Off-roading on an ATV is one of life’s great joys. Especially in the summer, exploring nature from a four-wheeled perch – with the engine growling underneath you and the wind whipping in your face – is an unmatchable experience everyone needs to try. But you need to keep your wits about you.
Off-roading comes with a separate set of rules than your average on-road ATV ride. Without clearly designated road signs, accessible pit stops and other drivers around to help if you get stuck, you have to take a few extra precautions to protect yourself.
In this post, let’s run through a short checklist of items to consider before you hit the trails.
Service Your Vehicle
Before you off-road with an ATV, take it to an expert to be serviced. Whether the vehicle is a year old or ten years old, it may have issues that present themselves at inopportune times. The last thing you want is to break down in the middle of nowhere while off-roading.
Have a service specialist check your tires, chain, fluids, controls and lights. Purchase the requisite ATV accessories – like tires, chains, etc. – and ensure they are correctly installed/mounted.
Pack a First Aid Kit
Even with a perfectly functioning vehicle, you should plan for the worst. You may tip back on a steep incline or keel over in an angled ravine. For those unforeseeable accidents, come prepared with a first aid kit. Among other things, always include:
- Antiseptic wipes
- Burn cream
- A whistle
- A flashlight
Additionally, bring tools like an Allen wrench set and pliers in case your vehicle needs a quick fix in an emergency situation. Depending on where you ride, you may also want to bring bear spray.
Bring Extra Fuel
The last thing you want is to run out of gas in the middle of a forest with no station around for miles. Before you head off-road, pack a 5-litre fuel pack in your holster or saddlebag.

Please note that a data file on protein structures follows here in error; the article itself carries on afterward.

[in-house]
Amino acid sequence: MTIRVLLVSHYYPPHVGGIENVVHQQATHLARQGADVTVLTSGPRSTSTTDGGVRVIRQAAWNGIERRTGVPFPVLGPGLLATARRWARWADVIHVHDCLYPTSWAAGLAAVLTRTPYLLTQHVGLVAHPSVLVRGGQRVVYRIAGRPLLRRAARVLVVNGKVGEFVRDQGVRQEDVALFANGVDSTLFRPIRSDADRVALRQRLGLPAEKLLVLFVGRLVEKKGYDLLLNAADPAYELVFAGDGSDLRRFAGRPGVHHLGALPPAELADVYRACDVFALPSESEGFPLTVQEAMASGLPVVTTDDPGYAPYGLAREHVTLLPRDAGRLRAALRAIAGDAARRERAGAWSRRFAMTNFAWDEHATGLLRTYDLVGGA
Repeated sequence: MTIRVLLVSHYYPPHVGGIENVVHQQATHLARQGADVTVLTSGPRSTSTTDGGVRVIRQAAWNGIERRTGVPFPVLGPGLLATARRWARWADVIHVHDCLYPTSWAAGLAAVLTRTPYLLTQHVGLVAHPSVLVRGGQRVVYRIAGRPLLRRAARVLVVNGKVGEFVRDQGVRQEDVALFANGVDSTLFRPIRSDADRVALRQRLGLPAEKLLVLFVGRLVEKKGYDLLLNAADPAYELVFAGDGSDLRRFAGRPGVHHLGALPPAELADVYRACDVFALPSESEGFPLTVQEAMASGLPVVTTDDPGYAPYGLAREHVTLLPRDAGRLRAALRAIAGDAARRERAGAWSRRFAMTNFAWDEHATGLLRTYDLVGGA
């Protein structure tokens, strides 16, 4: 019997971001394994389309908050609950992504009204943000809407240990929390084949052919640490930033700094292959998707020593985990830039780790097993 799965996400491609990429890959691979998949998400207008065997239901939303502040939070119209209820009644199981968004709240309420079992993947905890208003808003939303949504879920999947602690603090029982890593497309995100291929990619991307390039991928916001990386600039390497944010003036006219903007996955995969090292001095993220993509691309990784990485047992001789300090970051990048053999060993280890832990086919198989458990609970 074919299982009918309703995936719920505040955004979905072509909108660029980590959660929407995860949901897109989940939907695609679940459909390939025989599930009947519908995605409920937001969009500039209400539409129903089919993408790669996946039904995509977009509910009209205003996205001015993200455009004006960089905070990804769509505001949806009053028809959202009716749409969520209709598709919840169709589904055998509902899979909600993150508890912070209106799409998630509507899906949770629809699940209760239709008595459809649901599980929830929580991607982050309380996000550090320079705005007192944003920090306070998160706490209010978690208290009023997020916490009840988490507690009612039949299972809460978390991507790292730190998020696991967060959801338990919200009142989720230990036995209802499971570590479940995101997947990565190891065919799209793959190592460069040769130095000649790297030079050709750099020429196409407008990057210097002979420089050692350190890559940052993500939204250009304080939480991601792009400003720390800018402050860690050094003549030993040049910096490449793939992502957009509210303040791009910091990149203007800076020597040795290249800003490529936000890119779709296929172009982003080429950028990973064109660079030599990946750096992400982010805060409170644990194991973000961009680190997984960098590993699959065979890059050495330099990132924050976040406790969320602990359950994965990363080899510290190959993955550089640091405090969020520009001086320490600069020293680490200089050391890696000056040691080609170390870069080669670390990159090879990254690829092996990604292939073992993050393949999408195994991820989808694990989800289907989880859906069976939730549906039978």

Don’t Forget to Eat and Hydrate
In addition to the first aid kit mentioned above, bring snacks and fluids. You will need sustenance and hydration throughout your ride (ATVing can be a surprisingly good workout). But the real reason to pack snacks and fluids is for emergency situations. Should the worst happen, you want to ensure that you have enough sustenance to survive in the wilderness as you find your way back.
Quality gloves, good pads and a reliable helmet are your first lines of defences when you ride an ATV. If you have an accident, they help lessen the impact and severity. Even if you are a seasoned professional with thousands of hours of off-road experience under your belt, you still need safety gear. When you take your ATV in for service or to buy ATV accessories, ask the vendor about their safety gear.
Exploring nature in your ATV should be a thrilling experience, but it should never be a life-threatening one. Before you drive off the beaten path, follow the safety tips above.